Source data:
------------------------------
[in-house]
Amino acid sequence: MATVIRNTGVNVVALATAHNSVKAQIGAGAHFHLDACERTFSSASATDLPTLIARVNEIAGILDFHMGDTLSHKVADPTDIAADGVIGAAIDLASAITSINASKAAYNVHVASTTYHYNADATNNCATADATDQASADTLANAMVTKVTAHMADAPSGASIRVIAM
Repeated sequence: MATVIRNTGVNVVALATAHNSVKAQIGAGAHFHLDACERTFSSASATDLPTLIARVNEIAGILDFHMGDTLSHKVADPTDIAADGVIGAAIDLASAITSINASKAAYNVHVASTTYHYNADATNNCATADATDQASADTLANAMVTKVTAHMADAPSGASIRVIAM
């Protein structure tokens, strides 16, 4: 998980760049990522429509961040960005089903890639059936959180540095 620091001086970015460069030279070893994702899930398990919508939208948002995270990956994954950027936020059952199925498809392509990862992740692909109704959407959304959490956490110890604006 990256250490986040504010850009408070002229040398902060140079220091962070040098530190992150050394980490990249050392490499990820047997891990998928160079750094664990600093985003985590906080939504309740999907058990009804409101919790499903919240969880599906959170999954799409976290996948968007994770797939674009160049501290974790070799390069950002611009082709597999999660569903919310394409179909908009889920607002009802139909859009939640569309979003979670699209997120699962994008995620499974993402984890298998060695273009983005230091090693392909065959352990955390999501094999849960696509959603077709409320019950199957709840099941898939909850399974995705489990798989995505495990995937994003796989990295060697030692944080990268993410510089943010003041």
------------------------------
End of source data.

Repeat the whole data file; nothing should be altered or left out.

[in-house]
Amino acid sequence: MATVIRNTGVNVVALATAHNSVKAQIGAGAHFHLDACERTFSSASATDLPTLIARVNEIAGILDFHMGDTLSHKVADPTDIAADGVIGAAIDLASAITSINASKAAYNVHVASTTYHYNADATNNCATADATDQASADTLANAMVTKVTAHMADAPSGASIRVIAM
Repeated sequence: MATVIRNTGVNVVALATAHNSVKAQIGAGAHFHLDACERTFSSASATDLPTLIARVNEIAGILDFHMGDTLSHKVADPTDIAADGVIGAAIDLASAITSINASKAAYNVHVASTTYHYNADATNNCATADATDQASADTLANAMVTKVTAHMADAPSGASIRVIAM
């Protein structure tokens, strides 16, 4: 998980760049990522429509961040960005089903890639059936959180540095 620091001086970015460069030279070893994702899930398990919508939208948002995270990956994954950027936020059952199925498809392509990862992740692909109704959407959304959490956490110890604006 990256250490986040504010850009408070002229040398902060140079220091962070040098530190992150050394980490990249050392490499990820047997891990998928160079750094664990600093985003985590906080939504309740999907058990009804409101919790499903919240969880599906959170999954799409976290996948968007994770797939674009160049501290974790070799390069950002611009082709597999999660569903919310394409179909908009889920607002009802139909859009939640569309979003979670699209997120699962994008995620499974993402984890298998060695273009983005230091090693392909065959352990955390999501094999849960696509959603077709409320019950199957709840099941898939909850399974995705489990798989995505495990995937994003796989990295060697030692944080990268993410510089943010003041």